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Reporting from the St. George area focused on local government, public lands and the environment, indigenous issues and faith and spirituality.

COVID-19 Is Surging In Southwest Utah

A cardboard sign points towards a COVID-19 testing site outside of a hospital.
David Fuchs
A cardboard sign points towards a COVID-19 testing site outside of a Dixie Regional Medical Center in St. George, which is seeing a surge of patients due to the virus.

ST. GEORGE — Southwest Utah has reached a new high-point of active COVID-19 cases and hospitalizations, local health officials announced Thursday.
The Southwest Utah Public Health Department reported 25 new cases on Thursday, marking the biggest single-day jump in the region since the onset of the pandemic.

The department also announced six new hospitalizations, almost doubling the number of local residents who are currently hospitalized due to the virus. 

“When I look at the trend, what I see happening in the hospital, I think it’s hard to not call this a surge event,” said Dr. Patrick Carroll, the medical director at Dixie Regional Medical Center.

The surge comes one week after the state epidemiologist warned that such an event could take place in Southwest Utah.

The Utah Department of Health recommends that hospitals should not exceed a 60% occupancy rate during the pandemic to create a buffer for a potential surge.

In a press briefing on Thursday afternoon, Carroll said that Dixie Regional, which is the biggest hospital in the area, has now surpassed that threshold.

He added that the hospital still has enough beds and has not yet implemented any of its surge contingency plans. But it may have to if current trends continue. 

“This is community spread,” he said. “These are not cases that are all coming from exposure outside of Southern Utah or outside of Washington County.”

Another key shift Carroll identified is that most of the COVID-19 patients receiving care at Dixie Regional are Washington County residents, which was not the case earlier in the pandemic. Most of those patients — but not all, he emphasized — are over 65 years old.

Carroll added that St. George's Hispanic community is being disproportionately affected by the virus. The group makes up 13% of the city’s population, according to 2019 population estimates from the U.S. Census. Carroll did not specify what percentage of COVID-19 patients at his hospital identified as Hispanic or Latino.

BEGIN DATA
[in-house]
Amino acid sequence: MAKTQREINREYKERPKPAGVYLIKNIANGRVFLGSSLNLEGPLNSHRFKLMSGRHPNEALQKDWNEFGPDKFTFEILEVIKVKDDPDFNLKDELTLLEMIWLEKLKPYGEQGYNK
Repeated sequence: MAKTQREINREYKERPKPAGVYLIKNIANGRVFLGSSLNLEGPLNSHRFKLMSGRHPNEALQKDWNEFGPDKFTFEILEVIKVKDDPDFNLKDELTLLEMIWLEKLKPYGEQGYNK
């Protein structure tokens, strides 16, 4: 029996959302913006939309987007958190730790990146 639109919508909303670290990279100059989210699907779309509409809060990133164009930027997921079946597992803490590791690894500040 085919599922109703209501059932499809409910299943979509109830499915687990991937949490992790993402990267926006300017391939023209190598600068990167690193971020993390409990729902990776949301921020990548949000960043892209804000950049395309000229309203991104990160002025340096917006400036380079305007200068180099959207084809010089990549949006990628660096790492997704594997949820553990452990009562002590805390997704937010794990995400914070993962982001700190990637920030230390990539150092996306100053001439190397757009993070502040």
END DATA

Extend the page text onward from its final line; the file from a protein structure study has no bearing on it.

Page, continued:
Investigations into the exact cause of each new case are still underway, according to Dave Heaton, a spokesperson for the Southwest Utah Public Health Department. 

But he added that early information suggests that most new infections have been transmitted via “known close contacts,” a group that includes family members, housemates and coworkers.

In an interview on Wednesday, Dr. Angela Dunn, the state epidemiologist, told KUER that she had warned of a possible surge based on rising numbers in overall cases, percentage of positive tests and community spread — and diminishing hospital capacity — in the region.

As of Wednesday evening, Dunn said Southwest Utah had reached a fragile plateau, but maintained that strict observation of Utah’s low-risk pandemic response guidelines — which include social distancing and wearing face masks in public — would be needed to prevent the area’s curve from steepening. 

“We still haven’t crossed the finish line. We need to continue being vigilant in the coming months,” she said on Wednesday. “Right now, we’ve got a lot of embers out there and anything could spark a fire.”

David Fuchs is a Report for America corps member who reports from KUER's Southwest Bureau in St. George. Follow David on Twitter @davidmfuchs.

David is a reporter and producer working on Sent Away, an investigative podcast series from KUER, The Salt Lake Tribune and APM Reports.
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